More Delays For the LPCC

From the latest newsletter from the CALPCC:

The LPCC license has become law, so the license is not in doubt, but we are still waiting for the Rules and Regulations to be approved by several state agencies before the BBS can distribute applications. Should the delay continue, the BBS is prepared to sponsor legislation to extend the grandparenting period. Keep in mind that once applicants submit their applications, it may take several months for the BBS to evaluate them. Then the BBS will send a letter outlining any deficiencies and applicants will have 12 months from the date of that letter to submit any additional documentation and to complete deficiencies, including coursework, years of post-degree experience, supervised experience and examinations.

The BBS was supposed to be able to begin taking applications for the LPCC 3 months ago, in January. With all the fiscal issues that California is facing, I anticipate that delays in accepting applications will continue, and that new legislation will have to be passed to extend the grandfathering period. I sincerely hope that there will be no problems extending the grandfathering period… Stay tuned.

Considering Art Therapy in California

Here’s a question that was emailed to me by Nicole A. and was posted with her permission;

I have been considering Art Therapy as a career path. I love both art and psychology and thought that it would be a great way to combine my passions. I work full-time, have two kids and a mortgage, so I’m only able to take a few classes at a time. Once I finish my AA, and both of my kids are in school, I will be able to transfer to SJSU and be a full-time student. I have read that to be a registered art therapist, you must have your master’s. I just wanted to know if I will be able to find work in the feild after I earn my BA, while working on my master’s. I want to set my goals high, but because of my responsibilities I want to be realistic. I’m also curious what kind of salary an art theraptist with a private practice in California might earn on average?

Hey Nicole,

You definitely need a masters degree to be an art therapist. In California, most art therapy masters programs offer the option of being on a license track for an MFT (Marriage and Family Therapist). Having a state license is absolutely essential for both your job and earning prospects, so getting a dual MFT and art therapy degree is a very good option.

A new law passed in ’09 making LPCC (Licensed Professional Clinical Counselor) an option for CA licensure too. The LPCC isn’t available until next year, so I doubt any schools will be advertising this at the moment, but by the time you finnish your BA, I’m sure an LPCC track will be available as well.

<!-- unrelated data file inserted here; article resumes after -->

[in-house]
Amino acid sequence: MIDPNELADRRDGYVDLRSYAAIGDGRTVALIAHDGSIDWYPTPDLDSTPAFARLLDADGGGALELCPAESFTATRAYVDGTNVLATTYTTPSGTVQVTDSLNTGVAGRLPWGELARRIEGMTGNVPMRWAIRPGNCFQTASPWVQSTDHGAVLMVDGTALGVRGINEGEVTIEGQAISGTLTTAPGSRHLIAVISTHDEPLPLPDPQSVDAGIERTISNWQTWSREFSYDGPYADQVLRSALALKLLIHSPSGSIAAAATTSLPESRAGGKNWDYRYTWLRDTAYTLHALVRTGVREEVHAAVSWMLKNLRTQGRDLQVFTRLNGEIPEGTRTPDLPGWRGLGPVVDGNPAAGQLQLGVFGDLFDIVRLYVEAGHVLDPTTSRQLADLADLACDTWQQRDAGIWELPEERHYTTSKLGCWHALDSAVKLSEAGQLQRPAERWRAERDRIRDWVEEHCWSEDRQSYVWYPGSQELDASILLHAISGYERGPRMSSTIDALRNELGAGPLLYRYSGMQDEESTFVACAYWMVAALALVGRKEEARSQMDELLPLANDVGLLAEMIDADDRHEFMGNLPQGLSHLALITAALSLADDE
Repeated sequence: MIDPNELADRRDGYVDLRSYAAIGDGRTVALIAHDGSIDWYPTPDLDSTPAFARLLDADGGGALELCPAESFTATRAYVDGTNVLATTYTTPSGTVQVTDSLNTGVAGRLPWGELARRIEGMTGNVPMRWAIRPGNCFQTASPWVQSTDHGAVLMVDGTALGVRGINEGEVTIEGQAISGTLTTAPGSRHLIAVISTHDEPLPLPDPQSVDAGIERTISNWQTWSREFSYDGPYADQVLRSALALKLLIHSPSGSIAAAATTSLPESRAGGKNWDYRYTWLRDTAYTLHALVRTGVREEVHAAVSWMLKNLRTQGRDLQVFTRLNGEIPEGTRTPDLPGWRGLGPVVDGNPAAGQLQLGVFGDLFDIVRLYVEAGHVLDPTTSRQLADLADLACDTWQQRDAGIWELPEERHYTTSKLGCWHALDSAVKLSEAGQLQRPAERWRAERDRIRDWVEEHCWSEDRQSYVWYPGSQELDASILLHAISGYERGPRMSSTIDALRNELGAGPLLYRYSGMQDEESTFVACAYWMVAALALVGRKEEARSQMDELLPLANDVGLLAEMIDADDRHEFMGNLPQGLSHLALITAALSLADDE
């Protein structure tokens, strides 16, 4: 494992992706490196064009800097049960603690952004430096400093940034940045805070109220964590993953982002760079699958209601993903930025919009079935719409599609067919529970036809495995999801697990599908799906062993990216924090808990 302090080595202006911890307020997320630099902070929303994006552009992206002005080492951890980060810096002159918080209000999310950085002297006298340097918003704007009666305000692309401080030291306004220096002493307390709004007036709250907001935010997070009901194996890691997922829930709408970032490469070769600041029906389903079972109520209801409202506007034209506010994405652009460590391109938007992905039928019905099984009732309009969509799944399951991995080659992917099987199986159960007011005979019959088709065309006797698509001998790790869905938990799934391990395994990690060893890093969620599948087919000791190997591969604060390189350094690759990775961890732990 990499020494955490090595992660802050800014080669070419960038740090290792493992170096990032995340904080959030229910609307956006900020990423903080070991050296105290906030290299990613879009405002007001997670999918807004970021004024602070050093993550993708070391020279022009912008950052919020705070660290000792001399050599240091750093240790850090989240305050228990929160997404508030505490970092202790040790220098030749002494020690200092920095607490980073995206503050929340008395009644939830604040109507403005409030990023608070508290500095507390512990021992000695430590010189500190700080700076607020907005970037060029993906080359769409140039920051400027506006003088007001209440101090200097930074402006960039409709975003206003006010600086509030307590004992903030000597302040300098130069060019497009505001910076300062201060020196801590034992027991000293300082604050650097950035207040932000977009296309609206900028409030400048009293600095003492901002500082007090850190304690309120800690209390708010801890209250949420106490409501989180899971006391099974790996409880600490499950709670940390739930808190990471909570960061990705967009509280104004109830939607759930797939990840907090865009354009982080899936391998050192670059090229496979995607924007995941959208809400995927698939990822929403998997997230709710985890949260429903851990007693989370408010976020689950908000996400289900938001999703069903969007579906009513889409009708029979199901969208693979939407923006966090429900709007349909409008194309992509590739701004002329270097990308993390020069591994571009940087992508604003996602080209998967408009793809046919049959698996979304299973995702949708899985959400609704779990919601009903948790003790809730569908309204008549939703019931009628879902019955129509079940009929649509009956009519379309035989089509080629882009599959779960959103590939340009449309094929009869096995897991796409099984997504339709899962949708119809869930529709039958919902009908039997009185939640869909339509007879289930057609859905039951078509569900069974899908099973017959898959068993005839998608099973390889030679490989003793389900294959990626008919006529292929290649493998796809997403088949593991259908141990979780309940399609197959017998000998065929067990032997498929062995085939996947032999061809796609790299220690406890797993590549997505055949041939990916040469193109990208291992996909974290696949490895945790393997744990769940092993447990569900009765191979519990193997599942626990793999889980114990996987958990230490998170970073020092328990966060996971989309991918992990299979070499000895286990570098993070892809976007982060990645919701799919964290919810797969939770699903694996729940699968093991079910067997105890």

Also, you don’t nessesarily need a masters in art therapy to ultimately become an art therapist. For example, you can have a masters degree in Nursing or Social Work and then go for a bit more schooling, pursuing an Art Therapy certificate. For example, NDNU has a Post Masters Advanced Standing option, where you take an extra 30 credits after you complete a masters degree in a related field. Nursing or social work are good options; A nurse’s earning potentials in California is quite high—especially if you have an RN (registered nurse) license and work as a supervisor or in administration. Social Workers have a lot of respect in the California mental health community and job opportunity, although many positions are looking for either an MFT or LCSW (Licensed Social Worker).

I dont work in private practice so I couldn’t tell you accurately about salary expectations. What I do know is that if you’re interested in serving underprivileged populations, meaning that you’ll be accepting medicare or medical as payment, you will earn very very little money. I attended a seminar once where the art therapist in private practice joked that she envies the Starbucks worker, because they probably make more money than she does—and with less stress. That being said, if you decide not to accept insurance, and only out of pocket pay, I think your earning potential can be rather high…but one must consider how long it takes to develop the clientele. For this reason, many people work part time in a “regular” job while developing their private practice.

In California, as an unlicensed art therapist (for example, while you’re completing your post masters training hours to become licensed, which takes about 2 years) you can expect to make about $30-40,000. As an art therapist with an MFT license, you can expect around $45,000-65,000 depending on where you work…maybe more. Working for the government (the VA or for the county) is much more lucrative than a non-profit. RNs can make between 65-80k easy. I’m not sure if having an art therapy credential would raise your earning potential as an RN, but it would certainly open some interesting doors!

Good luck with your pursuits and much respect for going back to school with 2 kids. My mom got her BA in nursing and then her MA in education while I was growing up. It was tough for her, but it was certainly worth it!

– Liz